New Sensor Paves Way to Low-Cost Sensitive Methane Measurements

Recent advances could make feasible the deployment of networks of methane sensors to detect the greenhouse gas at large facilities.

Researchers have developed a new sensor that uses an interband cascade light emitting device and could allow practical and low-cost detection of low concentrations of methane.
Credit: Sameer Khan.

Researchers have developed a new sensor that could allow practical and low-cost detection of low concentrations of methane gas. Measuring methane emissions and leaks is important to a variety of industries because the gas contributes to global warming and air pollution.

"Agricultural and waste industries emit significant amounts of methane," said Mark Zondlo, leader of the Princeton University research team that developed the sensor. "Detecting methane leaks is also critical to the oil and gas industry for both environmental and economic reasons because natural gas is mainly composed of methane."

In The Optical Society journal Optics Express, researchers from Princeton University and the US Naval Research Laboratory demonstrate their new gas sensor, which uses an interband cascade light emitting device (ICLED) to detect methane concentrations as low as 0.1 parts per million. ICLEDs are a new type of higher-power LED that emits light at mid-infrared (IR) wavelengths, which can be used to measure many chemicals.

"We hope that this research will eventually open the door to low-cost, accurate, and sensitive methane measurements," said Nathan Li, first author of the paper. "These sensors could be used to better understand methane emissions from livestock and dairy farms and to enable more accurate and pervasive monitoring of the climate crisis."

Building a Less-Expensive Sensor

Laser-based sensors are currently the gold standard for methane detection, but they cost between $10,000 and $100,000 each. A sensor network that detects leaks across a landfill, petrochemical facility, wastewater-treatment plant, or farm would be prohibitively expensive to implement using laser-based sensors.

Although methane sensing has been demonstrated with mid-IR LEDs, performance has been limited by the low light intensities generated by available devices. To improve the sensitivity substantially and develop a practical system for monitoring methane, the researchers used a new ICLED developed by Jerry Meyer's team at the US Naval Research Laboratory.

"The ICLEDs we developed emit roughly 10 times more power than commercially available mid-IR LEDs had generated and could potentially be mass-produced," Meyer said. "This could enable ICLED-based sensors that cost less than $100 per sensor."

To measure methane, the new sensor measures infrared light transmitted through clean air with no methane and compares that with transmission through air that contains methane. To boost sensitivity, the researchers sent the infrared light from the high-power ICLED through a 1-m-long hollow-core fiber containing an air sample. The inside of the fiber is coated with silver, which causes the light to reflect off its surfaces as it travels down the fiber to the photodetector at the other end. This allows the light to interact with additional molecules of methane in the air resulting in higher absorption of the light.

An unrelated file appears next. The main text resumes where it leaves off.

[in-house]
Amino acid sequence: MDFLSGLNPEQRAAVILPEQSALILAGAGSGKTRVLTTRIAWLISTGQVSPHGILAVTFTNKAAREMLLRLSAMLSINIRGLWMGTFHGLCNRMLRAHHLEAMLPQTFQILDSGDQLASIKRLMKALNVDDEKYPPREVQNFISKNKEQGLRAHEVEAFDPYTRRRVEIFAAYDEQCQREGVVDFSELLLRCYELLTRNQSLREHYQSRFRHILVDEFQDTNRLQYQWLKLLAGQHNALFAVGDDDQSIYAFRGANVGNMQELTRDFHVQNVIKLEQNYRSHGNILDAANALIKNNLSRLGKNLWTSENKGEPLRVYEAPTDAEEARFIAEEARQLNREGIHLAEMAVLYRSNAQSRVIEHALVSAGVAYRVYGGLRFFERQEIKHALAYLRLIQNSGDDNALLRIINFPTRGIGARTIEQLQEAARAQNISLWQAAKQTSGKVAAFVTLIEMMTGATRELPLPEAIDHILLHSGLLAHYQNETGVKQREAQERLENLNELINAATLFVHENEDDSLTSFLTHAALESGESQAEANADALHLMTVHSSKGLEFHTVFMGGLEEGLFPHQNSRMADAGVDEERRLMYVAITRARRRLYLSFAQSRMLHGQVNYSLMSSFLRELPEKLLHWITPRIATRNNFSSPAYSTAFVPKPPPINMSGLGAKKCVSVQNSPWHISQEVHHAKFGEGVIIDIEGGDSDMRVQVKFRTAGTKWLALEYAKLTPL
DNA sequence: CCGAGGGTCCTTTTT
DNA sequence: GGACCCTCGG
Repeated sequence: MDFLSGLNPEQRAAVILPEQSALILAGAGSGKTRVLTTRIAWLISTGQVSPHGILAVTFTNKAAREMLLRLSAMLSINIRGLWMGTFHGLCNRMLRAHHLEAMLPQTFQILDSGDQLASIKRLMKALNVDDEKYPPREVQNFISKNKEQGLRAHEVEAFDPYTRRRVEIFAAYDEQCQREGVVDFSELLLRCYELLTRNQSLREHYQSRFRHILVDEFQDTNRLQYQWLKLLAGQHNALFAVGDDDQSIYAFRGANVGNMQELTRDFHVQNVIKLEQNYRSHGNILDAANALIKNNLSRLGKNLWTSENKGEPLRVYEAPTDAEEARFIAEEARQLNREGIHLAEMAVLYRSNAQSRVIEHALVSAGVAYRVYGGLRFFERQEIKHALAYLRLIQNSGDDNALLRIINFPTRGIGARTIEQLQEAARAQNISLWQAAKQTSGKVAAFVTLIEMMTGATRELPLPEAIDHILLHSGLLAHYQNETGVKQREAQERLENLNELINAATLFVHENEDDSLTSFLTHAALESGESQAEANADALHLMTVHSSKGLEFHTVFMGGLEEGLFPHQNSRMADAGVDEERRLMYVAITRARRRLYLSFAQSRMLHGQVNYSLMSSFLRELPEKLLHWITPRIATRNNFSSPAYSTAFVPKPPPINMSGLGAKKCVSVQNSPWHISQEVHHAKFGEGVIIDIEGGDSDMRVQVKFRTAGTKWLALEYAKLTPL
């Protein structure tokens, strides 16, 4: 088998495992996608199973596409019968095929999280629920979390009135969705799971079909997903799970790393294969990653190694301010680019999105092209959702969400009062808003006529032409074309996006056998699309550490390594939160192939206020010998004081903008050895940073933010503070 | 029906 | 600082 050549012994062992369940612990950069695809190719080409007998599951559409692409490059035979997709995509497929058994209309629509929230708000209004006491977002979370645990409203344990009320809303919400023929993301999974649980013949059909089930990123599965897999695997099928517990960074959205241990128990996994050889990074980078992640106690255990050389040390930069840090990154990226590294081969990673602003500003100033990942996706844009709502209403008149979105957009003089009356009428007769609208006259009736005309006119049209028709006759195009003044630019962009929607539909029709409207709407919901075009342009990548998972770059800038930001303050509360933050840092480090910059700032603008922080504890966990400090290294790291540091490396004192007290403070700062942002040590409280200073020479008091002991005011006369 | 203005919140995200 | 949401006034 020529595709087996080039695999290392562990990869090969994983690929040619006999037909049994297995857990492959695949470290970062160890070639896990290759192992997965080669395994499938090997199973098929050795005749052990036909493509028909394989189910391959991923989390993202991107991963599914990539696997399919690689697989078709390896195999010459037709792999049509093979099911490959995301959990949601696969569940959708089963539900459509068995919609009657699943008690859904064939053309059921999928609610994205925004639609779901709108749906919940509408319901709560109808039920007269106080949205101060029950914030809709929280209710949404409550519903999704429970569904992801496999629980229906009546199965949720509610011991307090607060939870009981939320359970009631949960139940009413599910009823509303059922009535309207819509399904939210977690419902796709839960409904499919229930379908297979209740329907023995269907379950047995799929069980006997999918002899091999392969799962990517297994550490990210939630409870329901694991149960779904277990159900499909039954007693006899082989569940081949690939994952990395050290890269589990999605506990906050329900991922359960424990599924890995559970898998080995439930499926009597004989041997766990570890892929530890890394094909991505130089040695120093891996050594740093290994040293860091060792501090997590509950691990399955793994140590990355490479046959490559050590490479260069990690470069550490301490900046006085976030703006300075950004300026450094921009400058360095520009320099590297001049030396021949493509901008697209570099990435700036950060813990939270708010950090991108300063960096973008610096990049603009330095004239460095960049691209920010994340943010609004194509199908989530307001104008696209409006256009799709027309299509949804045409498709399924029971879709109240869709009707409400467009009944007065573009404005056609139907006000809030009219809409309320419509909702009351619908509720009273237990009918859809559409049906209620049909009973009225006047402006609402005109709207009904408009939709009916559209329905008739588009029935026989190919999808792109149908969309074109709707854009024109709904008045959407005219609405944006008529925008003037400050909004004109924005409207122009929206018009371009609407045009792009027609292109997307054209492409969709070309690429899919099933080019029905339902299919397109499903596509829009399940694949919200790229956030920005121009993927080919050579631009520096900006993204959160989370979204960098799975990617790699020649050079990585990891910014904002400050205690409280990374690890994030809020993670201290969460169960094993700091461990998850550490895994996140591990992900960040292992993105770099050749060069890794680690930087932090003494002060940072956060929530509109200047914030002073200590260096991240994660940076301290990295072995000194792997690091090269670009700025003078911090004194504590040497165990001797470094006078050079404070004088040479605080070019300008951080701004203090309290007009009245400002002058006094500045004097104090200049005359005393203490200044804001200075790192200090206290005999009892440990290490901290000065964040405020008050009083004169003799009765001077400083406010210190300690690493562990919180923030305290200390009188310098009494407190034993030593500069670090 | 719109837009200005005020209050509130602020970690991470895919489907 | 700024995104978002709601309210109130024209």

"Mirrors are commonly used to bounce light back and forth multiple times to increase sensor sensitivity but can be bulky and require precise alignment," Li said. "Hollow core fibers are compact, require low volumes of sample gas, and are mechanically flexible."

Measuring Up to Laser-Based Sensors

To test the new sensor, the researchers flowed known concentrations of methane into the hollow core fiber and compared the infrared transmission of the samples with state-of-the-art laser-based sensors. The ICLED sensor was able to detect concentrations as low as 0.1 parts per million while showing excellent agreement with both calibrated standards and the laser-based sensor.

"This level of precision is sufficient to monitor emissions near sources of methane pollution," Li said. "An array of these sensors could be installed to measure methane emissions at large facilities, allowing operators to affordably and quickly detect leaks and mitigate them."

The researchers plan to improve the design of the sensor to make it practical for long-term field measurements by investigating ways to increase the mechanical stability of the hollow-core fiber. They will also study how extreme weather conditions and changes in ambient humidity and temperature might affect the system. Because most greenhouse gases, and many other chemicals, can be identified by using mid-IR light, the methane sensor could also be adapted to detect other important gases.